We recently looked at nine
security tips that go outside the box of
conventional thinking. Along with thinking about security practices
creatively, however, we need to be aware of the shortcomings that
come with standard defensive and protective measures.
InfoWorld recently published
a report, titled ď18 Surprising Tips for Security Pros,Ē
that looked at widespread practices and tools that may end up
offering a false sense of security. Itís not that these practices
are ineffectual itís that their effectiveness is limited and they do
not fully address the challenges security professionals face.
Nine Security Practices to
There are common
cybersecurity practices that could potentially lull IT professionals
into complacency. Below are nine roadblocks that may speak to
1. Antivirus Software Is
Once upon a time, antivirus
programs could be counted on to recognize most viruses, worms and
other malware. Today, many end users still assume that having
antivirus software means they are safe, but malware now evolves and
proliferates so quickly that antivirus vendors cannot keep up.
2. Firewalls Are Even More
The goal of firewalls is to
block unwanted software, specifically malware. But most malware now
relies on social engineering schemes to bust through firewalls. As a
result, despite multiple
security teams face more penetrating attacks than ever.
3. Even Patching Is Limited
Security professionals have
long pointed to updating software with security patches as the most
important measure that users can take. Unfortunately, keeping
patches updated is tricky, and patch managers usually fall short.
Even more unfortunately, the rise of social engineering attacks has
made traditional software vulnerabilities a relatively minor factor,
so patching now protects against only 10 to 20 percent of attacks,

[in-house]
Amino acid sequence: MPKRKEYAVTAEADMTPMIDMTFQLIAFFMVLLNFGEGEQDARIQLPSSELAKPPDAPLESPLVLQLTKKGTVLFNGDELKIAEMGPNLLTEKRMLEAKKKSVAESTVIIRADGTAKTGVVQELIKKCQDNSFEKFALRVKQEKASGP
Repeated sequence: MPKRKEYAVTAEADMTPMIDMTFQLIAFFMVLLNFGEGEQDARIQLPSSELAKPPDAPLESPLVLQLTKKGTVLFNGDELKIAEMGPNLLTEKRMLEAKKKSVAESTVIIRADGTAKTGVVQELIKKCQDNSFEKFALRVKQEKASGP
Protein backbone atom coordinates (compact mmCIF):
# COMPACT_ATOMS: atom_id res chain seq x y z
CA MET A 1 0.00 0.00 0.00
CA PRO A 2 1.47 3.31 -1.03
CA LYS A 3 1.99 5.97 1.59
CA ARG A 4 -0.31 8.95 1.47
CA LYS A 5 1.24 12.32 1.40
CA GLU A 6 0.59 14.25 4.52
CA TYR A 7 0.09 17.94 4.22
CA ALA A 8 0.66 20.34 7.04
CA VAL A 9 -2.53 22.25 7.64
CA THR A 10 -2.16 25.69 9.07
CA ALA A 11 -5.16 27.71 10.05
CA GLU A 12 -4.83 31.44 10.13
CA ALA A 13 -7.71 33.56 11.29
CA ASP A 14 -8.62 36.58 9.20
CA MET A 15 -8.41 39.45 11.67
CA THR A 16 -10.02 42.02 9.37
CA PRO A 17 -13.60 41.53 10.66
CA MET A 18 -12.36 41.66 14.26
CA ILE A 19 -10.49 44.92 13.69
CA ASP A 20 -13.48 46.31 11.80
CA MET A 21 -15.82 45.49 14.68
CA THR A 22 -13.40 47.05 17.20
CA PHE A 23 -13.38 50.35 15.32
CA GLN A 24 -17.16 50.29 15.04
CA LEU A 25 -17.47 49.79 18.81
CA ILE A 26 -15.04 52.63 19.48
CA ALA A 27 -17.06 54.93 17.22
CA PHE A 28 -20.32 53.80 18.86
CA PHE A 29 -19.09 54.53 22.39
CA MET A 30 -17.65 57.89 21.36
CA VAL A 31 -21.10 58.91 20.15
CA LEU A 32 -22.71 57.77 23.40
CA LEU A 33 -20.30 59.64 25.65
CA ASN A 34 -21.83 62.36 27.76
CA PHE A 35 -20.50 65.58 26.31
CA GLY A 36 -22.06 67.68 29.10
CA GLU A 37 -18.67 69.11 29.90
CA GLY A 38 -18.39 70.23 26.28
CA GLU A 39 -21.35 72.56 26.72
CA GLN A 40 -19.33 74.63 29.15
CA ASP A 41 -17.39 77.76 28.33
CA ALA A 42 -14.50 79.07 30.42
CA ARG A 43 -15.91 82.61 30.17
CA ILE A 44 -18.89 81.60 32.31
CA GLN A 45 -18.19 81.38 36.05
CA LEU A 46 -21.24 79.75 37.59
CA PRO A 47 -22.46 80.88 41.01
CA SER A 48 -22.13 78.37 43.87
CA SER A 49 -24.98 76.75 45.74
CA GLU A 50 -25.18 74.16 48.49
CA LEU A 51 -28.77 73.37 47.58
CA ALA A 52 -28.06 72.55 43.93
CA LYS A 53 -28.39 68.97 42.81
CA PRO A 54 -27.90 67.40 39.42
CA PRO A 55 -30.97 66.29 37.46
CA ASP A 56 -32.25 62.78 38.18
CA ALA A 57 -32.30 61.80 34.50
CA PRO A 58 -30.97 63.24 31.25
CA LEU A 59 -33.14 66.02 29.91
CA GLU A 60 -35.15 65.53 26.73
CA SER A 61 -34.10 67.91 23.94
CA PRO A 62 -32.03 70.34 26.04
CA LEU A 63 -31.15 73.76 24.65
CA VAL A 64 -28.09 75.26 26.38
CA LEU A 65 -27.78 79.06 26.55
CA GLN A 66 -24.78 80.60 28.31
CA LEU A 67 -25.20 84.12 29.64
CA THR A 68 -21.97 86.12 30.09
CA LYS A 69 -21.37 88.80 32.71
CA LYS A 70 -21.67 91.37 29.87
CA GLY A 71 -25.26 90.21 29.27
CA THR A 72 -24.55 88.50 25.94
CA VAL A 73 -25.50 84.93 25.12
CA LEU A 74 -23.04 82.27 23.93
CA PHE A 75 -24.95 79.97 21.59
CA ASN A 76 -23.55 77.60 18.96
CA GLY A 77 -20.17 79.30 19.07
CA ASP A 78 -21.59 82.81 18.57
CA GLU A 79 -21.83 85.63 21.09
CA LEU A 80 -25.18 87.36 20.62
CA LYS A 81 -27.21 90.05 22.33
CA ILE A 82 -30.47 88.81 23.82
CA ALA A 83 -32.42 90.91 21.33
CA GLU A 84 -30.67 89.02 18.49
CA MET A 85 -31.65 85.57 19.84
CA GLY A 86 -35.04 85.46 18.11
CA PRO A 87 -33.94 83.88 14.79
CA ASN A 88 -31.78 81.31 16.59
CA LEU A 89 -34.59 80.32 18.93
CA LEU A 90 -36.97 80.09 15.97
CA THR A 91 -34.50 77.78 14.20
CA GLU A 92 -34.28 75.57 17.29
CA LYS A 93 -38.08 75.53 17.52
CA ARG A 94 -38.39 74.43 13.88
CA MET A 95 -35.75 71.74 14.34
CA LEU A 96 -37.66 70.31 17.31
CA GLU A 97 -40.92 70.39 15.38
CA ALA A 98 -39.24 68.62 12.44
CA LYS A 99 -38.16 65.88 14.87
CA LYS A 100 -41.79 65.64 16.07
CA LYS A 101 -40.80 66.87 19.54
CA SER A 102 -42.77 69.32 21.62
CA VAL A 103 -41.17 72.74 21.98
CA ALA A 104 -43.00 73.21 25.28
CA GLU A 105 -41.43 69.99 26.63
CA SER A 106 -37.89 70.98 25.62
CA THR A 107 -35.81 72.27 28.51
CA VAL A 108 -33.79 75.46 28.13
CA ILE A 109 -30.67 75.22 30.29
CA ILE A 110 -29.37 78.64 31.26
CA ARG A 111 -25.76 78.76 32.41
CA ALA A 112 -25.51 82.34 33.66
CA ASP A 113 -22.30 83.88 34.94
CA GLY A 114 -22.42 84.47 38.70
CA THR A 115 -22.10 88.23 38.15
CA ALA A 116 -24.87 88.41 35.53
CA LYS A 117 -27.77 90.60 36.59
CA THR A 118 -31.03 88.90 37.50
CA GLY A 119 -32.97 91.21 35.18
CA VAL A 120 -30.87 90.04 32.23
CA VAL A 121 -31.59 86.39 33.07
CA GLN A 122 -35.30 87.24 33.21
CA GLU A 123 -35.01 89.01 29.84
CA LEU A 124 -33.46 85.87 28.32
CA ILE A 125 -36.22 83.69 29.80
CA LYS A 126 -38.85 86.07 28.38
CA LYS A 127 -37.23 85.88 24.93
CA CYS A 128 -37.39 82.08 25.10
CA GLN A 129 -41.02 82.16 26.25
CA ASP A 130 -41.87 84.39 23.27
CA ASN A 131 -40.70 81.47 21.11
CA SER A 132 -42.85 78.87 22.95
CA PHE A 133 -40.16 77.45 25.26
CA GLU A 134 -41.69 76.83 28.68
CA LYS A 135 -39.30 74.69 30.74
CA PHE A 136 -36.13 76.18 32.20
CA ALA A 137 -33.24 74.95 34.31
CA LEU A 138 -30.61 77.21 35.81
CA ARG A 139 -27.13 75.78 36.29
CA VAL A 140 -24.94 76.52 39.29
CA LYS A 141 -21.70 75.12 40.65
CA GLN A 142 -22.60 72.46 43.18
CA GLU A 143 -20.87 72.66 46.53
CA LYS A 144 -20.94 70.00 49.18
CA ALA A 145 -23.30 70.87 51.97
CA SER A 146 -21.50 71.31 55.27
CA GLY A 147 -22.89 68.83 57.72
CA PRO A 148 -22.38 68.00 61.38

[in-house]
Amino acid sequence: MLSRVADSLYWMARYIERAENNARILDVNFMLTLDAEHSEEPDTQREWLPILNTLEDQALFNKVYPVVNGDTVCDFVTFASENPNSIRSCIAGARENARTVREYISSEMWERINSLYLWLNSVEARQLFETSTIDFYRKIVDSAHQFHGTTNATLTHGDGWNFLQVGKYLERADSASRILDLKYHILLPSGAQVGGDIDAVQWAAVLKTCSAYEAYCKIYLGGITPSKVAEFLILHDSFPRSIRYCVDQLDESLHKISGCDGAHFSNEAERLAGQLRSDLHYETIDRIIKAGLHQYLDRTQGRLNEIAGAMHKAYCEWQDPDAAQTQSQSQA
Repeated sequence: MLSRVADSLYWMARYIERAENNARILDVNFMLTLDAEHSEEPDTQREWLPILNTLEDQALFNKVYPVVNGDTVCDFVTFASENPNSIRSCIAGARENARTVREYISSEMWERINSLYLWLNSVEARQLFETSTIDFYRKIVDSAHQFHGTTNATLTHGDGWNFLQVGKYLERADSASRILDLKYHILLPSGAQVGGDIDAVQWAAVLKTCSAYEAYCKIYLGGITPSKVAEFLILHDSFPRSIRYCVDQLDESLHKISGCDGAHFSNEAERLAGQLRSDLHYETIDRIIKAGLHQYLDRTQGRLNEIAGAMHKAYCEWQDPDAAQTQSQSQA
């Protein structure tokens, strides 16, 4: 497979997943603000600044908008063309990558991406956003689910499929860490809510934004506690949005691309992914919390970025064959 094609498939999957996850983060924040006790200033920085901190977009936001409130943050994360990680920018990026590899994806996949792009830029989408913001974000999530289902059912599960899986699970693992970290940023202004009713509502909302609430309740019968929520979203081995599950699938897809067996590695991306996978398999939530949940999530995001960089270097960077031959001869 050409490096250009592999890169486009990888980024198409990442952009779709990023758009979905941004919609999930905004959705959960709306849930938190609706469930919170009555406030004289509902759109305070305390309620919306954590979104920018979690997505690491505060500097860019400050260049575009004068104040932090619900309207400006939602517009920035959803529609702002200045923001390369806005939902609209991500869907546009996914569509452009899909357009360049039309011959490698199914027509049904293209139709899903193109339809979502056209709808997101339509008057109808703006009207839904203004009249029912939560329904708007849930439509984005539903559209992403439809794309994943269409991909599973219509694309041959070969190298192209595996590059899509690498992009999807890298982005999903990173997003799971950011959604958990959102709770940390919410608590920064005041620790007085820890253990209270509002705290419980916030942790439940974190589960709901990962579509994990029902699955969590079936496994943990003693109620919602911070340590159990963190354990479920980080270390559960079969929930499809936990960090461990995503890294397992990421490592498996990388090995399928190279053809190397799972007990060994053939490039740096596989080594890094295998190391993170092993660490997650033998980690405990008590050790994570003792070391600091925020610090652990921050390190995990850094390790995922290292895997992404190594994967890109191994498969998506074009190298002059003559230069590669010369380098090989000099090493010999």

according to the report.
4. Poor User Education
The security community has
been warning end users about unsafe practices since the dawn of
time, but users keep engaging in them. In the age of social
more egregious than ever. Better application security and
well-designed default prompts will do more to protect people than
another lecture about bad security practices.
5. Strong Passwords Wonít
Yes, on the whole, usersí
password habits are especially execrable. Multiple studies have
shown that people will happily reveal their passwords to almost
anyone. But even strong passwords wonít help if attackers trick
users, gain admin access, harvest the password hashes and stroll
cheerfully through the checkpoints and unfortunately, this is what a
growing number of cybercriminals are doing.
6. Intrusion Detection Canít
The purpose of an intrusion
detection system (IDS) is to warn of suspicious activity. But what
counts as suspicious? From the activity that the IDS sees, a
fraudster using stolen credentials to access financial data looks
just like a legitimate user performing a routine action. Uncertainty
and false positives can render these warnings ineffectual.
7. The Public Key
Infrastructure Is Broken
The system of public
and private encryption keys has
become the foundation of our encryption protection. Mathematically,
it is the picture of elegance. But in the real world, numerous
certification organizations have been breached, resulting in the
proliferation of fraudulent keys. Moreover, how many users even care
or change their behavior if a website is flagged as untrusted?
8. Appliances Are Easy to
Appliances, in the IT sense,
are supposed to enhance security by limiting the functionality of
specialized devices such as routers. Yet, in practice, all too many
appliances come with malware. Since appliances and their firmware
are harder to update, if they can be updated at all, this malware is
almost impossible to get rid of. Appliances have their advantages,
but security is not one of them.
9. Sandboxes Donít Stay
The goal of sandboxing is to
let applications that may not be trustworthy run in a controlled
environment where their access to system resources is limited.
Still, cybercriminals regularly penetrate sandboxes and manage to do
real-world harm to the systems the sandbox was supposed to protect.
Curtain Call for Security
The unfortunate fact of
life, according to the InfoWorld report, is that too many of our
security practices can be chalked up to ďsecurity theater.Ē That is,
they give the impression of security by flashing badges and imposing
some inconveniences but donít actually provide much protection
The security practices
listed are not wrong, but they are insufficient to address the real
security threats teams face today.